Are people who come to you for coca divination often unwell?

If you ask me if people are unwell, the majority are unwell, in their spirit or mind, there are lots of problems today. They are particularly afflicted in the stomach, the solar plexus, and the belly button. It’s the place of emotional pain, and also where we are joined to life. This is what ayahuasca is, the rope that connects us to life.

What about people who sense that their bad luck is caused by someone putting a hex on them. What do you do? Can you send the hex back to its place of origin?

The first thing is to discover what is going on in the present. The wife had an accident, the husband was unfaithful, they haven’t got a job, the house is falling down… Then I look to see their capacity to accept a criticism, to listen to the mother leaf ticking them off saying: you have done this, you are insecure, weak, a drunk, or a prostitute. What is the story? Is it karmic or something that they are doing?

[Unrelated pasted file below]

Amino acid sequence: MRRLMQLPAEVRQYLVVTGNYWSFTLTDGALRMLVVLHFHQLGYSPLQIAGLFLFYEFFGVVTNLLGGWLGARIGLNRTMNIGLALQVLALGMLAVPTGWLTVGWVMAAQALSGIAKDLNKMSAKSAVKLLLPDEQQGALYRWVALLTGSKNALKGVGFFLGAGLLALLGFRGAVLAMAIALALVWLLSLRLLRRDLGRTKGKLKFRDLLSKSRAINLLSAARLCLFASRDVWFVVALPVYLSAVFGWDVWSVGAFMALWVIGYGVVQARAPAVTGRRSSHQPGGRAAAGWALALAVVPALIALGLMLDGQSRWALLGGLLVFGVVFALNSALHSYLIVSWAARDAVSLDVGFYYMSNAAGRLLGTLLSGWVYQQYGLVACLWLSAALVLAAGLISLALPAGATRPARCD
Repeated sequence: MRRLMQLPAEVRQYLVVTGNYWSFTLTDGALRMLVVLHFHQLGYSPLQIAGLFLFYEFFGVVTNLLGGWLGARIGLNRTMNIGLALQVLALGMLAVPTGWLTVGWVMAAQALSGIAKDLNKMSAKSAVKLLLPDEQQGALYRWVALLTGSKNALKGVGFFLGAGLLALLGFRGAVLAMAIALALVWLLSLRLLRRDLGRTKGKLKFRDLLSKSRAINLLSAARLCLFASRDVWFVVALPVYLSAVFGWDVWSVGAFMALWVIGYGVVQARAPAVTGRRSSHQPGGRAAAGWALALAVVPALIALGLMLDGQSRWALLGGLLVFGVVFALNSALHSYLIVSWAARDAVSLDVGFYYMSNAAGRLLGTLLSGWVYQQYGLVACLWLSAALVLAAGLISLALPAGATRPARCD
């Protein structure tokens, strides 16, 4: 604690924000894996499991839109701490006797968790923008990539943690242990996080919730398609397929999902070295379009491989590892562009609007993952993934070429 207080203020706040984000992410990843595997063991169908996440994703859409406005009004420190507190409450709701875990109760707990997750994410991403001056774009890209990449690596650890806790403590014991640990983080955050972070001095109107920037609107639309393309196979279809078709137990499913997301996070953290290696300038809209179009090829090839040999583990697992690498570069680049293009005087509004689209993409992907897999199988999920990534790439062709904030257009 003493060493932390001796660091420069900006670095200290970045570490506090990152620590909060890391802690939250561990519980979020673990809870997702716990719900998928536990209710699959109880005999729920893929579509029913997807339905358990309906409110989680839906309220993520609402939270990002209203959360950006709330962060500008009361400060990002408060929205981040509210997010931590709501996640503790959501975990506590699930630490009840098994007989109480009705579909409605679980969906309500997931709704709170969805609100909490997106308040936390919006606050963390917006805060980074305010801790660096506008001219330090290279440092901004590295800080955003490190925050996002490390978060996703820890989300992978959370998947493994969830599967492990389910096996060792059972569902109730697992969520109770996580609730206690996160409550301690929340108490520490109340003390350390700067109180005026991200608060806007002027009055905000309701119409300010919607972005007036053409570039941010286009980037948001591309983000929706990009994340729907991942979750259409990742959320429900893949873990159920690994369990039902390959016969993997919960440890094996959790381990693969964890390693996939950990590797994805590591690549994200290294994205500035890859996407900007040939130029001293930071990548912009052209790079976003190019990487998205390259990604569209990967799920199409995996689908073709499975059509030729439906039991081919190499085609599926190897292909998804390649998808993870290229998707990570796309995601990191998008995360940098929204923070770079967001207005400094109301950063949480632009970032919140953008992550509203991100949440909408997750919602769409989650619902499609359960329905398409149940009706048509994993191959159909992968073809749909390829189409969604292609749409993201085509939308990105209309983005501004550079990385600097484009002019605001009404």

When there is jealousy in the jungle the black brujo might send out virotes (poisoned darts in the spirit world) while a good shaman blows mapacho tobacco smoke, and cleanses you with his shacapa leaves, but this sounds like a more psychological approach, you are seeing what people are doing themselves. How do you make sense of the belief that the problem is caused by sorcery?

You have to show the person he is not the victim of sorcery and that he is creating the problem in his mind. They need to go back over it; talking about it brings it out and is the first part of becoming well again.